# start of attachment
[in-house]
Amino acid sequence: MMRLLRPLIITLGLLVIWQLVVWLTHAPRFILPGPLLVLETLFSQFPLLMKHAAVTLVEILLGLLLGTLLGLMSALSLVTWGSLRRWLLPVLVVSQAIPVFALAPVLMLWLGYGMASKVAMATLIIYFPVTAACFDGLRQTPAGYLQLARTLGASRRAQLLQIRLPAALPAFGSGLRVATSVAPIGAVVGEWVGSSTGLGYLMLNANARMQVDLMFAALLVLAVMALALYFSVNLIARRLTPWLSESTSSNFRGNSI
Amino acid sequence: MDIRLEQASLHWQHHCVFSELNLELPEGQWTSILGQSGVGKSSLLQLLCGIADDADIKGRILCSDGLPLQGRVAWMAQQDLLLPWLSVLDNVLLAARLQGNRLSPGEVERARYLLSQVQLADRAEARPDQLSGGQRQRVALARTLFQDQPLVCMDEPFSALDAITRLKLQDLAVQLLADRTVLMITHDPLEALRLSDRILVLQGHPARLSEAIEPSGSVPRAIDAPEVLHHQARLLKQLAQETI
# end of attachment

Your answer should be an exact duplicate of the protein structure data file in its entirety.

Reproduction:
[in-house]
Amino acid sequence: MMRLLRPLIITLGLLVIWQLVVWLTHAPRFILPGPLLVLETLFSQFPLLMKHAAVTLVEILLGLLLGTLLGLMSALSLVTWGSLRRWLLPVLVVSQAIPVFALAPVLMLWLGYGMASKVAMATLIIYFPVTAACFDGLRQTPAGYLQLARTLGASRRAQLLQIRLPAALPAFGSGLRVATSVAPIGAVVGEWVGSSTGLGYLMLNANARMQVDLMFAALLVLAVMALALYFSVNLIARRLTPWLSESTSSNFRGNSI
Amino acid sequence: MDIRLEQASLHWQHHCVFSELNLELPEGQWTSILGQSGVGKSSLLQLLCGIADDADIKGRILCSDGLPLQGRVAWMAQQDLLLPWLSVLDNVLLAARLQGNRLSPGEVERARYLLSQVQLADRAEARPDQLSGGQRQRVALARTLFQDQPLVCMDEPFSALDAITRLKLQDLAVQLLADRTVLMITHDPLEALRLSDRILVLQGHPARLSEAIEPSGSVPRAIDAPEVLHHQARLLKQLAQETI